To Thine Own Self Be 'Roo: What My Bonnaroo is All About

Every June, I find myself among 100,000 people on a farm in rural Tenn., all seeking the same ideal: escape.

It doesn’t matter that we’re coming from different realities. For some, it’s a world after graduation. For others, impending fatherhood. For folks like me, it’s the day-to-day life of adult- and parenthood. We share this notion, and that’s all that matters.

“A weekend to walk places, stay dirty and be a part of a community of mostly “like-minded” people living peacefully,” says my friend Jenn. “And now if that doesn’t sound like a bunch of hooey hippy stuff, I don’t know what does.”

And she’s right. I can’t describe ‘Roo without a bunch of “hooey hippy stuff.”

For those that don’t know Bonnaroo, just imagine a modern-day, commercialized Woodstock. Roughly 100,000 people camping around a central location filled with stages and vendors and aaah ... music.

The music is what first draws people. In the past two years I’ve seen Arcade Fire, My Morning Jacket, Mumford & Sons, Fun., The Infamous Stringdusters, Alice Cooper, Red Hot Chili Peppers, Florence + the Machine, Grace Potter & the Nocturnals, The Roots, Foster the People, Danzig Legacy, Puscifer, Iron & Wine, Yelawolf, Flogging Molly, Colin Hay, The Decemberists and Eminem. To name a few.

But once inside, Bonnaroo is more than music. It’s about make-believe. This “silly hipster” notion that some frown upon. People running around looking like hobos while their BMWs are parked in a garage somewhere. “Ridiculous,” they say.

But what’s so bad about that? Who wouldn’t want to embrace an inner hippie for a few days? To pretend to be associated with words like ‘spontaneity, ‘love’ and ‘consciousness.'

One of the best things about the farm is the lack of judgment. Everyone around you is wonderfully weird, and content with being so. Where else can you see a grown man wearing only women’s thongs (yes, plural) with an iPhone tucked into his cowboy boot? A young girl in Native American headdress? Someone in full spiderman costume speeding down a 100-foot water slide? Another in Zach Galifianakis “Hangover” attire, complete with fake baby.

Painted bodies abound, along with bikinis, bare feet, and bandanas. People of all ages lounge and nap under trees. There is no judgment. The guy rockin’ out to Puscifer next to me might be an estate lawyer. The girl in front of me buying the beaded sarong might be a drug rep ... or a student ... or a stay-at-home mom. Who cares? I don’t fault them for leaving normal life at the gate. That’s what I do.

“The only thing I really worry about is what time the artist I want to see is playing. Appearance & responsibility don’t exist,” says friend Holley.

“I felt like a kid that had ran away from home ... like Huck Finn floating away from ‘society,’” says Brian. “I was completely myself for three days at the first Bonnaroo.”

So what’s the point of my Bonnaroo? What do I need to prove? Most people think I’m crazy, family and friends included. They can’t fathom why I spend four days in the sweltering heat, guzzling water to prevent heat stroke, not showering − on a farm in the middle of nowhere, Tenn. What kind of crazy, outlandish vacation is that?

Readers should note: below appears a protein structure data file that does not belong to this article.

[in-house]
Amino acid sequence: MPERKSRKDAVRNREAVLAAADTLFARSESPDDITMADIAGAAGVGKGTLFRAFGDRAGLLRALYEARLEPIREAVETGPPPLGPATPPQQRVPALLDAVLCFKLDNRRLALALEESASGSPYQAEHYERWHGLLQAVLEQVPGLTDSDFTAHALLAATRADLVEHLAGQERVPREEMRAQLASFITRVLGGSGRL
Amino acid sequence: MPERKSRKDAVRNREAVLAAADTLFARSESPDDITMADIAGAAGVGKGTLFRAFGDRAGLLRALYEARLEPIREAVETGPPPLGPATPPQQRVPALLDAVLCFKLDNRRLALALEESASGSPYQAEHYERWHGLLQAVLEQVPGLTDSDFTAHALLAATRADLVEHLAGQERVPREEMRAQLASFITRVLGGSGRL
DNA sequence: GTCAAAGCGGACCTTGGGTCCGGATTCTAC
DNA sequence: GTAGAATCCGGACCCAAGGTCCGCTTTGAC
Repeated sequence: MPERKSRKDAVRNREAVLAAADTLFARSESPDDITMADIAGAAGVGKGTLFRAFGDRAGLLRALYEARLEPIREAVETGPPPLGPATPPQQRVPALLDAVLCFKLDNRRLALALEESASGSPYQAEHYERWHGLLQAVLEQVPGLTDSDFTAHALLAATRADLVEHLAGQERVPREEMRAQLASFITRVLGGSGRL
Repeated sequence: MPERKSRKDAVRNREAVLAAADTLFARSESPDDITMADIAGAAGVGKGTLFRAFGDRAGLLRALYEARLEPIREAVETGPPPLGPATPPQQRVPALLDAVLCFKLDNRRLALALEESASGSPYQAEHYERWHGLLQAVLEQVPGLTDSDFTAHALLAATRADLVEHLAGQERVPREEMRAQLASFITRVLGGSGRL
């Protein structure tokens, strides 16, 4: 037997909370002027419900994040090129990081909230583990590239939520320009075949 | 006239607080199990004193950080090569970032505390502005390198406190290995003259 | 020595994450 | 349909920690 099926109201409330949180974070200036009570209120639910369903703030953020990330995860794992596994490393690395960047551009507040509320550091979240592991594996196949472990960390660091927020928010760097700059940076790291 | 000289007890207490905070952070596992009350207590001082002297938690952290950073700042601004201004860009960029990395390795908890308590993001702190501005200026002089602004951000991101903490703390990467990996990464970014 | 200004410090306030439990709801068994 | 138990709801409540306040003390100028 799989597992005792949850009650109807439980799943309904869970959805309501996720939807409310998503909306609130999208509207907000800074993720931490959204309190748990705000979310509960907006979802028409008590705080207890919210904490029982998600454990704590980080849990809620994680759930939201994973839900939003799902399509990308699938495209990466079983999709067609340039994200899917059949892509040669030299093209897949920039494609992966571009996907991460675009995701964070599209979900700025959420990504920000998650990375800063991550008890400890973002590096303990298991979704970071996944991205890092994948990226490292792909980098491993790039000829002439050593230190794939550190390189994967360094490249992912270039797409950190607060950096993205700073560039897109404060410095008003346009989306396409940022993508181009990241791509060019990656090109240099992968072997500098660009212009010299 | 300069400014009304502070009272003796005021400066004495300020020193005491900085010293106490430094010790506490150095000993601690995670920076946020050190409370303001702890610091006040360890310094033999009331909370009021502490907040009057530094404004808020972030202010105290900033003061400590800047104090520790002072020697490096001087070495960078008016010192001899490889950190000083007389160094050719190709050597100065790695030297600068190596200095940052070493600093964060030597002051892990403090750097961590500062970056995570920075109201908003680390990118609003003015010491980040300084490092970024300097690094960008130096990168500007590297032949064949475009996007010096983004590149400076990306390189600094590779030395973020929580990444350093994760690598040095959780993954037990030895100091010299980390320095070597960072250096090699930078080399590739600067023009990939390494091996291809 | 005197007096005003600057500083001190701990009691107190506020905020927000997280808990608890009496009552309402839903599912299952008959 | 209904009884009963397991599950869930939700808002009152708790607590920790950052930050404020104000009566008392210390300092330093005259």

Simple. A vacation that’s crazy, outlandish... and cool. You see, sometimes the weird, the unexpected, the impractical is what I need, I crave. Especially now that I have a kid. Before I became a mom, I swore I wouldn’t be a lame parent. I made a pact with all my friends; “of course we’d still hang out.” Nothing would change. Yet that was before softball practice, swim lessons and ballet recitals. Before I was buried in an ocean of bills and research papers and began debating public vs. private school.

Now I plan Pinkalicious birthday parties. I attend classes, work at The Chanticleer and juggle an internship. I schedule and keep appointments with doctors, dentists, and yes, psychiatrists.

But it’s okay. I take comfort in the fact that I’m a good parent. Because I am a good parent. But somewhere in the midst of it all, I lost a part of myself.

The girl who hung out on the Starbucks patio for hours or threw darts with friends after shift. The girl who got a tattoo and pierced her nose. The me who smoked, who drank beer, who had a great time almost all the time. That girl who lived in the moment.

Now my everyday is dictated by a date book and somewhere along the way I became (gasp!) responsible. I quit smoking. I rarely have a glass of wine. And although I try not to, I worry about what other people think. This is my reality. It’s inevitable, isn’t it? Growing up. And a good thing.

But every now and then, I miss the impulsive me. I yearn to be outlandish. I need to find that part of myself and give her permission to let loose. I need escape.

And that, my fellow students, is what Bonnaroo is all about.

Bonnaroovians look forward to June like kids look forward to Christmas. And like the season, we desperately try to keep that ‘Roo spirit alive the whole year through. I break out my “silly hipster” any chance I get.

Sure, it’s not most people’s idea of letting loose. In fact, it’s downright weird. Insane. And that’s okay. Because for four days every June, I escape. Along with “a community of mostly ‘like-minded’ people living peacefully.”

It is “epic,” a word highly overused these days. But the definition of epic is “impressively great,” and sorry − I can’t think of a better way to sum it up.

Bonnaroo is about living in the moment, not by a date book. It’s about being a free spirit. Playing make-believe. Donning my inner “silly hipster.” For four blessed days, I’m a 30-year-old badass rather than a soccer mom. For one weekend, I’m not a lame parent.

I escape my label.

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